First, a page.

Executive chef of Sydney's Aria Restaurant and judge of Australia's Master Chef Matt Moran will be the star guest at Taste of Auckland in November. He chats to Viva.
You grew up on a farm in NSW, how did this influence your approach to food?
My background is very meat-oriented, I grew up with meat and three veg. It probably influences me more now as we produce a lot of our own meat. I have a lamb company - Moran Family Lamb, which can be delivered to your door. I only source the best and I am also heavily driven by what's in season - because it makes sense.
You opened your first restaurant in 1991, The Paddington Inn. What do you know now that you wish you knew then?
Where to start... I had a passion for food and my business partner Peter was amazing at running front of house but we were naive in business and just gave it a go, we didn't know what we were doing, nearly went broke about four times and quickly learned we had to get to know how to run a business. We also learned that success is not only about the food, it is about ambience, acoustics, location, design, service - everything.
In 1995 you won the award from the Sydney Morning Herald Good Food Guide. What did this mean for you/your business?
It was a big thing - we had worked really hard and we were recognised for it; any award or accolade is nice as we work incredibly hard. But just being able to attract bums on seats every night is what we are striving for.
Aria has won many awards. What do you think it is that makes this restaurant (and the one in Brisbane) so unique?
I think we have what I described above - the full package - Aria is on the water, we have a great location and amazing food.
Describe your style of cooking today?
Very produce-driven, modern with classical influences and techniques.
What is your favourite dish on the menu at the moment?
I love the pork belly - all of our customers rave about it - but it is very hard to pick one thing out as I love everything.
What are your recent favourite foodie finds?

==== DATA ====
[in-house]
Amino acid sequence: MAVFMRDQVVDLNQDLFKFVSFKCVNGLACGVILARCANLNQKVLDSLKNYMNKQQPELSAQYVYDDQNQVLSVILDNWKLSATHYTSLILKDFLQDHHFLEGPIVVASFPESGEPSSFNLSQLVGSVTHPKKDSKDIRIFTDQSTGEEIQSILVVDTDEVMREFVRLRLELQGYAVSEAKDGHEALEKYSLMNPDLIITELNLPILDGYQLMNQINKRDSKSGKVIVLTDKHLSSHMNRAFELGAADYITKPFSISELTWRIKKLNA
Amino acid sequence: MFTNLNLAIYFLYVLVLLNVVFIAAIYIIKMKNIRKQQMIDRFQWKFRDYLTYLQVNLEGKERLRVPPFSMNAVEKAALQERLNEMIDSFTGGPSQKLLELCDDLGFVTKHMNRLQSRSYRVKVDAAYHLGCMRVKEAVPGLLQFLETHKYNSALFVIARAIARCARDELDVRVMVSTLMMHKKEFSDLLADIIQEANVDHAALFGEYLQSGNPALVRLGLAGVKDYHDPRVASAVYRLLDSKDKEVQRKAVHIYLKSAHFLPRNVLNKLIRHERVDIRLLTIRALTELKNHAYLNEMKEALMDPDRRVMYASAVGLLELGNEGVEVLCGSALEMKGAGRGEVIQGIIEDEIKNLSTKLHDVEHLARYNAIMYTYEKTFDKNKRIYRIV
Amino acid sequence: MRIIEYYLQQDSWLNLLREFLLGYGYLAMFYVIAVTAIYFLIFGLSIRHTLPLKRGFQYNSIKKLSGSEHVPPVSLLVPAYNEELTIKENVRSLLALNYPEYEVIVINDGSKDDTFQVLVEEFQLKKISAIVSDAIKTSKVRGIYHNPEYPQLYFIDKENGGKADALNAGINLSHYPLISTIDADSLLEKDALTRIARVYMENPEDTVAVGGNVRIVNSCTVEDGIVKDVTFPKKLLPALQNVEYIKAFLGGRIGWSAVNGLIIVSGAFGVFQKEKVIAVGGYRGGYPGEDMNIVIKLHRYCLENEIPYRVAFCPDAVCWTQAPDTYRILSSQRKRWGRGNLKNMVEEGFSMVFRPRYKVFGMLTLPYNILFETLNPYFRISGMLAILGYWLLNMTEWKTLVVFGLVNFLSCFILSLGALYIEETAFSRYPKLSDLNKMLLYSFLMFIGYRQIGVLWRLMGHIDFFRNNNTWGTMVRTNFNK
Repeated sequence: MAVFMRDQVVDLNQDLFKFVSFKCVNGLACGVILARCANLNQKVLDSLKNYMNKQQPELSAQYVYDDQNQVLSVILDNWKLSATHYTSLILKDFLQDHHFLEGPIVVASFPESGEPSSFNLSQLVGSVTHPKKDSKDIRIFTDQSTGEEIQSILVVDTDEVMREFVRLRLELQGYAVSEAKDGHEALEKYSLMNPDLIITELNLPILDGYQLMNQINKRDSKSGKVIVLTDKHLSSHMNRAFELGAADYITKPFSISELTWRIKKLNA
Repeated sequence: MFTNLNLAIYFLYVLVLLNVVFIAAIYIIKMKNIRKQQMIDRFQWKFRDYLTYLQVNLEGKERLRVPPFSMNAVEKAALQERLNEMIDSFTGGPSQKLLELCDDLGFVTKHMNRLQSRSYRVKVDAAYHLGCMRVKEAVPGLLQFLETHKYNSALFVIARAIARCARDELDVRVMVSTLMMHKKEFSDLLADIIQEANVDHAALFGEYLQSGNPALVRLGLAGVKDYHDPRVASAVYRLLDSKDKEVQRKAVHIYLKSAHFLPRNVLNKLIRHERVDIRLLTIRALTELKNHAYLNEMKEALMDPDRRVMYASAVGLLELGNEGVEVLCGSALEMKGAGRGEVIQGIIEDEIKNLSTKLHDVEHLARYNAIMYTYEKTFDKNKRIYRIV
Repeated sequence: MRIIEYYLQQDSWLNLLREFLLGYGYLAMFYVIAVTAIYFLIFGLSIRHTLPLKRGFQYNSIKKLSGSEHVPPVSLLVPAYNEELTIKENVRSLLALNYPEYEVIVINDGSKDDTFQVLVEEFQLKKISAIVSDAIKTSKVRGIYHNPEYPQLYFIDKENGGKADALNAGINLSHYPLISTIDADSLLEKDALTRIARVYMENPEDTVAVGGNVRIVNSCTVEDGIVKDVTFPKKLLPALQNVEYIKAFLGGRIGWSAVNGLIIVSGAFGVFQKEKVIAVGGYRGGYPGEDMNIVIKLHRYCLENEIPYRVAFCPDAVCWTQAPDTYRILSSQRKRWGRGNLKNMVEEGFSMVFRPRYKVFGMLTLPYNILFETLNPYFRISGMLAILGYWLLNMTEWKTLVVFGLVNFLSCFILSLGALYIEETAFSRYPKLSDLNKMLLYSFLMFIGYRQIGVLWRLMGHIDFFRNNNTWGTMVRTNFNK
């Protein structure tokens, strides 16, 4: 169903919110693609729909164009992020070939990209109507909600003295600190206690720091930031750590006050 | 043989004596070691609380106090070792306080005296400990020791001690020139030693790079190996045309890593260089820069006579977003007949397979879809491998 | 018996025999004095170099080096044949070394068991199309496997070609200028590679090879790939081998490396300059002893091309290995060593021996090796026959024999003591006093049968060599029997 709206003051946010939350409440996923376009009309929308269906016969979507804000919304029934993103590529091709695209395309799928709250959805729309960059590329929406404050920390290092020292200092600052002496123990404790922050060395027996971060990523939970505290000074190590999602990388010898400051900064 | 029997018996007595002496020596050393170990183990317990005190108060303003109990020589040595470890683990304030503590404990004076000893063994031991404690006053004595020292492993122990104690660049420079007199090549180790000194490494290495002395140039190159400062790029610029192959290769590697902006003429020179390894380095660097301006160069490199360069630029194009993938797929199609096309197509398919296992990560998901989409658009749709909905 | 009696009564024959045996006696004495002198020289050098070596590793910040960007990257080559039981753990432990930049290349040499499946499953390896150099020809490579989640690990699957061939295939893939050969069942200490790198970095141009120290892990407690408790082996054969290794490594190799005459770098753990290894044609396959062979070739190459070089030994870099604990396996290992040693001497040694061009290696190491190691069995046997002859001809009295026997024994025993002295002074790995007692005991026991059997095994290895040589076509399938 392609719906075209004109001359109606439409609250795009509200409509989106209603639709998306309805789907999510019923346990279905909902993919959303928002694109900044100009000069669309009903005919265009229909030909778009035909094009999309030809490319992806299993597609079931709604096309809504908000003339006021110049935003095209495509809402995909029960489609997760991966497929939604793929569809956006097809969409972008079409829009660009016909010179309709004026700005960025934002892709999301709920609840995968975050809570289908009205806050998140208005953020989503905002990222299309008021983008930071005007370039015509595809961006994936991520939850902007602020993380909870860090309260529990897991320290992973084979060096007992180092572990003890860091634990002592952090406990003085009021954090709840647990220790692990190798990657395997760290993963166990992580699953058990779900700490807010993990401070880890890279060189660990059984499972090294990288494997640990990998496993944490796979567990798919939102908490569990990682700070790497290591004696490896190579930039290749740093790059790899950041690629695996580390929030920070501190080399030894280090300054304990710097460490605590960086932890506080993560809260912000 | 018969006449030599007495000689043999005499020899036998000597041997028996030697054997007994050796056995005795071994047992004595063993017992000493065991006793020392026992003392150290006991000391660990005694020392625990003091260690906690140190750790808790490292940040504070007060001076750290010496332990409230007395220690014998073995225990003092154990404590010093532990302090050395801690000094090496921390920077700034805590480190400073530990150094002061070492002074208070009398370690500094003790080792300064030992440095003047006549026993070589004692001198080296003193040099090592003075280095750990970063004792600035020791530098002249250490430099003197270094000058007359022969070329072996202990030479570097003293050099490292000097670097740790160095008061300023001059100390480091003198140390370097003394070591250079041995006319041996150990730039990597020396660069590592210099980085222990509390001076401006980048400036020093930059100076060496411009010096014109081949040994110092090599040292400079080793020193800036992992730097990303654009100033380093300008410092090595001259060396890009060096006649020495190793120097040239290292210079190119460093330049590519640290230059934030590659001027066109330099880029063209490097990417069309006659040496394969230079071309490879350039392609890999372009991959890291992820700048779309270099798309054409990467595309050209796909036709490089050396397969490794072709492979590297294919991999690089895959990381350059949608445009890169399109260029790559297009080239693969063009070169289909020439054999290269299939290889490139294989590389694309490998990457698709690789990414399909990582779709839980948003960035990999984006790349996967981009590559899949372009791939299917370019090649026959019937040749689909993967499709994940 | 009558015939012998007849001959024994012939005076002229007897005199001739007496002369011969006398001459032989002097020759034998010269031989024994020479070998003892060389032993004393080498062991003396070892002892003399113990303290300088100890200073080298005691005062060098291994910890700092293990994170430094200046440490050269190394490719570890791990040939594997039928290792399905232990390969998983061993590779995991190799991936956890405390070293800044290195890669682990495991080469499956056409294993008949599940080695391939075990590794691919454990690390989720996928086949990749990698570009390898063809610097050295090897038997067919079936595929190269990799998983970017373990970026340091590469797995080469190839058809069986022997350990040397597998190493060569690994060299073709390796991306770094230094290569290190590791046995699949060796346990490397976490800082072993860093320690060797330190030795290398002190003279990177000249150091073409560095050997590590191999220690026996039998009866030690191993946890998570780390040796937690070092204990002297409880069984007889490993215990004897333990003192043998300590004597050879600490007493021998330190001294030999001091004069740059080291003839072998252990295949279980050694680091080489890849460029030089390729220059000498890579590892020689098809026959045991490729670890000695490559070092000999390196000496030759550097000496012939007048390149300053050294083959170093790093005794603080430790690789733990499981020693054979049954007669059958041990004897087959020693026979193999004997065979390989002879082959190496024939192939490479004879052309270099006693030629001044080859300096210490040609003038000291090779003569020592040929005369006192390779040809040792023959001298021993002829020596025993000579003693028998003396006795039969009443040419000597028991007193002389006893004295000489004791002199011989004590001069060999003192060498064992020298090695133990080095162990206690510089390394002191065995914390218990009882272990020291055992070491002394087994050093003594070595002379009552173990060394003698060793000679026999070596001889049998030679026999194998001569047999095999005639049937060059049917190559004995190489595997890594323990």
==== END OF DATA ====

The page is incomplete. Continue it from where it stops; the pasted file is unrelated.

There are a few - chillis out of Noosa, which are a bit different, Australian fresh truffles, morels from Victoria and oysters from South Australia.
You are now a bit of media star. How has the Australian food scene changed during your time within it?
The food scene has changed incredibly - there is now a whole foodie culture, a generation of kids obsessed by food, and good food, and they are interested in it and how to create it. MasterChef in particular has been a phenomenon - 5.7 million people tuned in to watch the final.
How does travelling affect your approach to food?
A lot - I am very lucky to be able to travel a lot and see so much and experience so much new stuff - every time I go away I am inspired by something new.
How would your staff describe you?
Firm but fair.
What excites you about cooking still, after all these years?
Food for me is always exciting, every day I learn something. Also, it is so exciting to see the new talent coming up - in this industry people do it because they love it and there is so much passion out there.
When you're not working, what do you do?
I don't get much time off so when I do I want to spend it with my two children.
The best thing about my life right now is?
I know I have a great life, I get to eat fabulous food, travel, I am surrounded by supportive people, life is exciting but it is extremely busy, I have hardly any time off but that comes with the territory.
Tell us about coming to NZ to be part of the Taste Festival?
I am really excited about coming to Auckland, I haven't been to New Zealand for a few years and am excited to see what new products you have, what you are doing with food and meet new talent.
* The Taste of Auckland Festival is four days where top chefs and restaurants come together in Victoria Park to create special degustation menus, wine tastings, master classes and more. 18-21 November. Early bird tickets $20.
To find out more, go to tasteofauckland.co.nz.By Amanda Linnell Email Amanda